One of the mysteries of the English language finally explained.
A tank for storing and measuring gas.
- ‘What could be better than, instead of tearing down its one remaining - and in aesthetic terms, extremely attractive - gasometer, to keep it, and supplement its worth by bringing other fine examples from across the UK to join it?’
- ‘The design takes its cue from redundant gasometer and gantry structures adjoining the site.’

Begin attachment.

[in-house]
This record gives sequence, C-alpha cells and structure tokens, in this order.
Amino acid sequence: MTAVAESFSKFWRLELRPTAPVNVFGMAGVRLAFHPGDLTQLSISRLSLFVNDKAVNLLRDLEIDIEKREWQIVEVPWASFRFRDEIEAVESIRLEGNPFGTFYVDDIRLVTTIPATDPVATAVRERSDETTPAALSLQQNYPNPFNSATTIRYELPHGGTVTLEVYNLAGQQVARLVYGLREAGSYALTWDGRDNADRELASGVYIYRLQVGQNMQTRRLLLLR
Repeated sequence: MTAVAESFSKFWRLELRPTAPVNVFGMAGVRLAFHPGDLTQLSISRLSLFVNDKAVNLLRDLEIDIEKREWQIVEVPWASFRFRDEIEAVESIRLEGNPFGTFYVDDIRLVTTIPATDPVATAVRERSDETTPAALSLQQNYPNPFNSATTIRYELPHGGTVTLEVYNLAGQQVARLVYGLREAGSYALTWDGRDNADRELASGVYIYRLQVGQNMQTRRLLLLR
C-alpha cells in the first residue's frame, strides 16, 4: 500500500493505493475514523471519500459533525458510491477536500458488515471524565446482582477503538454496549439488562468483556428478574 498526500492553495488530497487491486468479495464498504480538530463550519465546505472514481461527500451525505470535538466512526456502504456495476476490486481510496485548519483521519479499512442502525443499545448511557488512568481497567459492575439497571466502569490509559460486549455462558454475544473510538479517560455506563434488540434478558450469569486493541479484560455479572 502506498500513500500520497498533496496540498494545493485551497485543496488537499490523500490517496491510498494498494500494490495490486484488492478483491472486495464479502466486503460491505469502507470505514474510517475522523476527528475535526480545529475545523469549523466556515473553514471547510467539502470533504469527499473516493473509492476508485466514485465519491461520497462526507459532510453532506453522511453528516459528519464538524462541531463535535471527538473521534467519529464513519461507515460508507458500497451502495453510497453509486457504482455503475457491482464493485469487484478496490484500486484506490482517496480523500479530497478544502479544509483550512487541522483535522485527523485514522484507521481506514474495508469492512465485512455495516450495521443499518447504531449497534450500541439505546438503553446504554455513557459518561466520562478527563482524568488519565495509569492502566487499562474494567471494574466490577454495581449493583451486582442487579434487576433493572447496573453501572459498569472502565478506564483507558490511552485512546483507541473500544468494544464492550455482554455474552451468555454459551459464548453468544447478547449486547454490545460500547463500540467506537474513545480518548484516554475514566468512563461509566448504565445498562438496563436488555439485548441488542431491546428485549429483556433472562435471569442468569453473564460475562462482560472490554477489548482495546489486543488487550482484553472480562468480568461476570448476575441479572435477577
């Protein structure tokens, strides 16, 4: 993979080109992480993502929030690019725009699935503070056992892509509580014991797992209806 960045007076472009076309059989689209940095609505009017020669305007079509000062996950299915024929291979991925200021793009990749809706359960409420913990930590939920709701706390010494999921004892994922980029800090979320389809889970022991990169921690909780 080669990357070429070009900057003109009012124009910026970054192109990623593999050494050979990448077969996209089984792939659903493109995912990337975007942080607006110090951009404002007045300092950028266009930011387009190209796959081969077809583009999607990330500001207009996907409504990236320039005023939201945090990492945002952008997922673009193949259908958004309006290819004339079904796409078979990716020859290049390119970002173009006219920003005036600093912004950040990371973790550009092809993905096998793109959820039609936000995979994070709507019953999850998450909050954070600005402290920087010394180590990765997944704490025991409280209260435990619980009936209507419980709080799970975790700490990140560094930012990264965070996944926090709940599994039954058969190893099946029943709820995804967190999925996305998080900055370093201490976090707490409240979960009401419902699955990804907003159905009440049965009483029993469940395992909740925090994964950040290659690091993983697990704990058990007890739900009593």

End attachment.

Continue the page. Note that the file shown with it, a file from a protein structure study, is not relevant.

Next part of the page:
- ‘However, powers superior to me concluded that our very own gasometer did not qualify for preservation and celebration as the best of Britain's gas-holding heritage.’
- ‘In 1998 it was roundly condemned for giving a B-listing to the 100-year-old, 300 ft-high Granton gasometer on Edinburgh's seafront.’
- ‘The expired gas was measured in a wet gasometer.’
Late 18th century (in the sense ‘container for holding or measuring a gas’): from French gazomètre, from gaz ‘gas’ + -mètre ‘(instrument) measuring’.
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